The Centilogue

Short Fiction by Christopher Peterson

Month: September, 2013


He came into her room at night and stroked her hair as she gasped in the darkness. He told her the story of how, as a boy, he would awaken to the sounds of creaking doors and branches scratching against windows and whispered voices throughout the house, of how he awoke from a sound sleep every night at the same time, alone and afraid. He said how despair perched at the foot of his bed, the despair that comes without sleep and knew only him. At this he sighed, told her to shut her eyes, and turned out the light.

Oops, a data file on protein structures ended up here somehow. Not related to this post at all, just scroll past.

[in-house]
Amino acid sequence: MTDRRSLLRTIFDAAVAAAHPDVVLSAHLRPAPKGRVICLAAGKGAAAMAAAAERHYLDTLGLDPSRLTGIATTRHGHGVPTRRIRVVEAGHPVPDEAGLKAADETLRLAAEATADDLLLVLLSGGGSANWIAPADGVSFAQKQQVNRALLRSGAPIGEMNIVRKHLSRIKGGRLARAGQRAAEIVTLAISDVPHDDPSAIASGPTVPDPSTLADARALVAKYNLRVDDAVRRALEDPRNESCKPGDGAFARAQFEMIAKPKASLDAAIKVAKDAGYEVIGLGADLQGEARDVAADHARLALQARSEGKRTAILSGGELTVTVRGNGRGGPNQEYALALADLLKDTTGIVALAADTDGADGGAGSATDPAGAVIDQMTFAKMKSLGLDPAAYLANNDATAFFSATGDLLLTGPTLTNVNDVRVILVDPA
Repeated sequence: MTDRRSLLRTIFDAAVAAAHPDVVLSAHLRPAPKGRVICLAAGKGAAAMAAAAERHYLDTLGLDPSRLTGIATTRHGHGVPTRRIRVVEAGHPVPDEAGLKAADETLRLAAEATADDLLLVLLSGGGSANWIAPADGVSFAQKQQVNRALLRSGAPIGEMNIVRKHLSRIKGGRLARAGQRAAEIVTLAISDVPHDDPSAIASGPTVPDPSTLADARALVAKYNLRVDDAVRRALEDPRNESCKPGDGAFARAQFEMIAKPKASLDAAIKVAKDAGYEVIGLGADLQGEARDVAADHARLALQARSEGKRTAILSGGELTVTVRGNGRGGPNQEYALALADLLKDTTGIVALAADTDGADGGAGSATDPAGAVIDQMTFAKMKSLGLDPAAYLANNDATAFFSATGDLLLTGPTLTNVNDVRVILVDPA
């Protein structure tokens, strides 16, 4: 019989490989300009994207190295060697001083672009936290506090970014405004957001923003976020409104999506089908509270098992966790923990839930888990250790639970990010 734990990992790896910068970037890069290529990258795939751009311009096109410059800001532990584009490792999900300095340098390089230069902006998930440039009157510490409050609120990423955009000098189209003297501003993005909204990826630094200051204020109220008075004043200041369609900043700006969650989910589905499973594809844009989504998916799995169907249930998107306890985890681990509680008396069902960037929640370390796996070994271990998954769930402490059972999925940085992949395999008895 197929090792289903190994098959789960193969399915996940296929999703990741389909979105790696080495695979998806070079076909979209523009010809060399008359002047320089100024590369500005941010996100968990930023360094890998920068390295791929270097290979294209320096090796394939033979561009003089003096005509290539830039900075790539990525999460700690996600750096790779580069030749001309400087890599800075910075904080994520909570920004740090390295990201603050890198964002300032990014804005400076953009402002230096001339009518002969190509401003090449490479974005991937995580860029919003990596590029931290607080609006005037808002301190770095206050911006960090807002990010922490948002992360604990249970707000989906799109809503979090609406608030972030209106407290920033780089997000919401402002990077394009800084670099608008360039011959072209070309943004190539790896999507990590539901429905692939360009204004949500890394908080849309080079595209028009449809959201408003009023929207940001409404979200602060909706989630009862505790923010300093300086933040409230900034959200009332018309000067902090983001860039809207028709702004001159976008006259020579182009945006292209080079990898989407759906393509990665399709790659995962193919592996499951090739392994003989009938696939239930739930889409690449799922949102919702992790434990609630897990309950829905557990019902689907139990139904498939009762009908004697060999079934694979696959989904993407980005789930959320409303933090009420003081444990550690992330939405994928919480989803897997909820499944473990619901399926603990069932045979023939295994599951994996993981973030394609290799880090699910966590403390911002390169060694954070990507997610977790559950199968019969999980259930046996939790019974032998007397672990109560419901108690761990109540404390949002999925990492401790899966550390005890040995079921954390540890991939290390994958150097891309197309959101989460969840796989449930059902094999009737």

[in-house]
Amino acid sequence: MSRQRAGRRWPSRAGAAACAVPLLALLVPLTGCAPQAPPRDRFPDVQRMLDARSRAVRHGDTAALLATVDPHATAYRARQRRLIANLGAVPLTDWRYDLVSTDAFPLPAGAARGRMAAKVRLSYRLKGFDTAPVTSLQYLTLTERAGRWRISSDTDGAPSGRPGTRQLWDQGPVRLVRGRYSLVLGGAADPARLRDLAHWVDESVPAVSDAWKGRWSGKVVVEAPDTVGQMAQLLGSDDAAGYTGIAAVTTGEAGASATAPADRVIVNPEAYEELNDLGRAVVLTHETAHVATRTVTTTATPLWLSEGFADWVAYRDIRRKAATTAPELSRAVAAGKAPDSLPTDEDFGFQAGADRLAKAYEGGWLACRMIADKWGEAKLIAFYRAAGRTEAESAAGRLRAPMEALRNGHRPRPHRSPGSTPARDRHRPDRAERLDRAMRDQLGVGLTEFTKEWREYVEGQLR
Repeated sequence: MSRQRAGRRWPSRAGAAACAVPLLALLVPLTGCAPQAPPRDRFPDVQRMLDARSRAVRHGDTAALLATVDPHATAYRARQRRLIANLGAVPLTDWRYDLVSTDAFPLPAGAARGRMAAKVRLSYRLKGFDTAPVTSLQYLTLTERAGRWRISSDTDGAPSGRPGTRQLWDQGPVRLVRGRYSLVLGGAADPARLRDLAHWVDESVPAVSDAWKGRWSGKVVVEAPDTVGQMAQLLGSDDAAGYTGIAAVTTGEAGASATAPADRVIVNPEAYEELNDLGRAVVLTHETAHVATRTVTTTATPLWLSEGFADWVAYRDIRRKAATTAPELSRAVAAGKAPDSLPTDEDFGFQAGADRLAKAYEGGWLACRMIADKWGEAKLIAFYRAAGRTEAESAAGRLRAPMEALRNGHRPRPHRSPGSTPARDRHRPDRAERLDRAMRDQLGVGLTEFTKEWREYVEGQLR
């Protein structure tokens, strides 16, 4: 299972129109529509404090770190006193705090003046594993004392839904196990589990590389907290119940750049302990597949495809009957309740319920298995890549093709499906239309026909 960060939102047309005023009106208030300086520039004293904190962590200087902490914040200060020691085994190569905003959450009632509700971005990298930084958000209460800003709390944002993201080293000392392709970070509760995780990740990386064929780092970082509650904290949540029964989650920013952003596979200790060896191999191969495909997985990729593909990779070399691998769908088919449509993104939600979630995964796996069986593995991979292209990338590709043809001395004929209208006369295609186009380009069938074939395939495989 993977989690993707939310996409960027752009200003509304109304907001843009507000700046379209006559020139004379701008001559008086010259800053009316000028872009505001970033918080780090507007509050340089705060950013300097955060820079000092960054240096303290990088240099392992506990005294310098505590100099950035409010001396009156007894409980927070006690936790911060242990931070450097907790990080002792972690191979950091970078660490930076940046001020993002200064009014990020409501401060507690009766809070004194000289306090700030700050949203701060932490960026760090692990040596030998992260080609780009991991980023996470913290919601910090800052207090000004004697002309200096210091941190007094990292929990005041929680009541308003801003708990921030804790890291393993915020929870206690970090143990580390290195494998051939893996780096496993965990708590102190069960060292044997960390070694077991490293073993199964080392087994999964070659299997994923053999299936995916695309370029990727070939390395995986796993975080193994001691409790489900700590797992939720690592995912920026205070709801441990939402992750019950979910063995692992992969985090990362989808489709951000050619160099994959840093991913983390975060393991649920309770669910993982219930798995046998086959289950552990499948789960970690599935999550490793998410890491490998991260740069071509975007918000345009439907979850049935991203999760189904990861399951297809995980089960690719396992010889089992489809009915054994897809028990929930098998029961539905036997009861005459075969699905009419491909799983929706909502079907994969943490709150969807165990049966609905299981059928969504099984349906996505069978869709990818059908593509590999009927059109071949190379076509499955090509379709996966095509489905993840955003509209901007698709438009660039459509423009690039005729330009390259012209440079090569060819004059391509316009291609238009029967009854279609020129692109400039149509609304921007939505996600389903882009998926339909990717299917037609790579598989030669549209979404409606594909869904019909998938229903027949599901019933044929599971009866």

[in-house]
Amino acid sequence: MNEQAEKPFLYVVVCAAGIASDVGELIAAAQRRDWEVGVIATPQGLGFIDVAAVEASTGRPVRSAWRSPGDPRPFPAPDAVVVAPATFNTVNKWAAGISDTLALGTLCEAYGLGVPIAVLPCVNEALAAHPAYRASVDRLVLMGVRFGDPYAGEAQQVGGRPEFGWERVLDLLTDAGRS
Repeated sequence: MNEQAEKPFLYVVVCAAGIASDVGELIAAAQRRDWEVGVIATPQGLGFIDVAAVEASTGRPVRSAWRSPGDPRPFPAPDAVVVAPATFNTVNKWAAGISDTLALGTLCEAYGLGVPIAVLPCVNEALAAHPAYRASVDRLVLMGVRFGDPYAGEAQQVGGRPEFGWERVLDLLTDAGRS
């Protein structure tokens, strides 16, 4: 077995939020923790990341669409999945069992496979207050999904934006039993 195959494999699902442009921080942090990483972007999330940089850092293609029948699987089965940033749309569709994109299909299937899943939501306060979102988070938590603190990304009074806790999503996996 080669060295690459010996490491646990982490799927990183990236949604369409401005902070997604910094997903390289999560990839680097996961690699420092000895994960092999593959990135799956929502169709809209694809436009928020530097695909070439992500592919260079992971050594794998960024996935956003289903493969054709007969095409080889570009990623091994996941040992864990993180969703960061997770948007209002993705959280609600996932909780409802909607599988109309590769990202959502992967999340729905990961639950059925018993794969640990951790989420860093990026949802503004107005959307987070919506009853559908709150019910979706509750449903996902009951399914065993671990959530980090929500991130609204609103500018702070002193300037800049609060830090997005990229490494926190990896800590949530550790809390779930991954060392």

She perched quietly in the neglected maple behind the house, the raised voices of her bickering parents echoing out of the open kitchen window and ringing in her ears just before washing out in the static buzz of cicadas infesting the neighborhood yards in the late summer dusk. Her small, tanned arms wrapped under her bruised knees, tucking her back against the rough bark of the trunk as she rocked herself to the cacophonic chorus winding through the leaves, staring at the crackled molted shells that still clung so desperately to the short and meaningless lives they so briefly inhabited.